Article appraisal

Critical appraisal of the included studies was conducted based on the Critical Appraisal Skills Programme (CASP) guidelines for qualitative research (Critical Appraisal Skills Programme, 2022). This tool contains a checklist of 10 items which assist in the assessment of the appropriateness of the qualitative research design, consideration of ethical issues, the rigour of data collection, analysis and presentation of results and value of the research. Each item was answered with ‘Yes’, ‘Can’t tell’ or ‘No’. Two reviewers (LT and LV) independently applied the CASP checklist for each of the extracted studies. Any disagreements were discussed and resolved between the two reviewers of if this was not possible a third independent review (ES or NH) assisted.

The included studies primarily involved the analysis of text-based data derived from social media. When considering the range of critical appraisal tools which could be employed in this systematic review, the CASP tool was selected by the authors because it included items most applicable to this type of analysis, as opposed to qualitative studies involving interview or focus group-based data collection. The authors decided to exclude item 4, “Was the recruitment strategy appropriate to the aims of the research?” and item 6, “Has the relationship between researcher and participants been adequately considered?”, as there was no recruitment of active participants in the included studies. Researcher bias was instead considered when answering ‘Was the data analysis sufficiently rigorous?” by identifying whether authors demonstrated consistency in coding and factored in potential biases. The identification and selection of posts for analysis was considered in the question regarding data collection (item 5).

It must be noted that some of the studies selected for inclusion in the review analyse text-based data in a quantitative manner or conduct additional quantitative analysis of social media reach metrics. These studies were still appraised using the CASP tool, however questions such as “Is a qualitative methodology appropriate?” and “Was the data analysis sufficiently rigorous?” were modified or expanded to include consideration of any quantitative analysis elements. This was deemed more appropriate than employing a mixed-methods appraisal tool, which included items inappropriate or irrelevant to the included studies.

A total of 36 articles met all inclusion criteria and were synthesised in the results. The search yielded 10 articles (27.8%) which were published in 2022, the year the search was conducted. A further 15 articles were published within the previous three years from 2019 to 2021 (41.7%) and 11 were published in 2018 or earlier (30.6%). Figure  2 illustrates the growth in the cumulative number of peer-reviewed publications each year.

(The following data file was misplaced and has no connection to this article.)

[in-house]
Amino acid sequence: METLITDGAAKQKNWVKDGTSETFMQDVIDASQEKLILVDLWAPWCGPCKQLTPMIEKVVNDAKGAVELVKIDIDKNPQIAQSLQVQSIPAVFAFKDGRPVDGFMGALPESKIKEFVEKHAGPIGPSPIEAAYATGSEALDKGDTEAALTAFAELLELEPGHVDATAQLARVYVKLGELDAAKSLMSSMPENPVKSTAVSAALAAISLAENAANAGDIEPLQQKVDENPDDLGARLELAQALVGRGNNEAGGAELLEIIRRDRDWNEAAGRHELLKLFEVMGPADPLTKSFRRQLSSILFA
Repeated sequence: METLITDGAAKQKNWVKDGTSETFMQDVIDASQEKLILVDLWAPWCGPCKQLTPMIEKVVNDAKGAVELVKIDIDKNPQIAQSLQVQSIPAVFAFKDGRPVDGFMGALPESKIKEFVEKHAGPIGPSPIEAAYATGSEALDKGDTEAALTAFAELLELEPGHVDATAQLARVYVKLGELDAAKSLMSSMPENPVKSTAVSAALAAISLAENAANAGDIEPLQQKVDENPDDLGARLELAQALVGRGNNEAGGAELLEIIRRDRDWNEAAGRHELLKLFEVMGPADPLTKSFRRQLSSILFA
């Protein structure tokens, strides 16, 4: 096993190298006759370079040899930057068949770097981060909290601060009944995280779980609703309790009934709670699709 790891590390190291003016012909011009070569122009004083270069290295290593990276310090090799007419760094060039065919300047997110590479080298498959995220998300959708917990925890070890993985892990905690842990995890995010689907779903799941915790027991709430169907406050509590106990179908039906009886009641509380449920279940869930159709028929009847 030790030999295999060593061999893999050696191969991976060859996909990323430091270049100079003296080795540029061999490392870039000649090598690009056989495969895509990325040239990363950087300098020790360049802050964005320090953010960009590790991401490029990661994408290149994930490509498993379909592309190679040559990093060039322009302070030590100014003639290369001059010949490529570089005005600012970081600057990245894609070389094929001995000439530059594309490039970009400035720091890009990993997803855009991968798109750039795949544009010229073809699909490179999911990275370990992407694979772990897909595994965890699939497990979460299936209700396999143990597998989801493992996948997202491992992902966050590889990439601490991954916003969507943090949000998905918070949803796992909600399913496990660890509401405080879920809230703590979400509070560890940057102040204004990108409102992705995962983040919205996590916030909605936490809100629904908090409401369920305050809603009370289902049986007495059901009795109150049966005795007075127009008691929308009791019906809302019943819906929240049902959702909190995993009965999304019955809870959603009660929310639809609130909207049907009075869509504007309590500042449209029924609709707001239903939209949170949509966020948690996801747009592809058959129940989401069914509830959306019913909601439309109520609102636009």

figure 2

Cumulative number of articles published each year and their primary method of analysis

Social media platforms and unit of analysis

As shown in Table  1 , various social media platforms were used for the collection of data. Of the 36 included studies, the majority ( n  = 22, 61.1%) analysed data collected from Twitter. This was followed by 5 studies analysing Sina Weibo (13.9%), 4 studies analysing YouTube (11.1%), 2 studies analysing Instagram (5.6%), 1 study analysing TikTok (2.7%) and 1 study analysing Pinterest (2.7%). One study collected data from a variety of social media platforms (2.7%).

The unit/s of analysis (element of social media post analysed) also varied between studies (Refer to Table  2 ). A total of 28 (77.8%), primarily comprising the Twitter and Sina Weibo studies, analysed text-based data. Three studies analysed images (8.3%), two of which also involved analysis of associated captions (5.6%). Four studies analysed video-based content (11.1%). In total 8 studies (22.2%) conducted an analysis of comments associated with social media posts and 15 (41.7%) analysed reach metrics such as post likes and shares. Only 3 studies (8.3%) included an analysis of any content linked in a social media post such as an external website, and 14 (38.9%) collected and analysed data based on the social media profile type or demographics of content posters.

Mental health condition/s in focus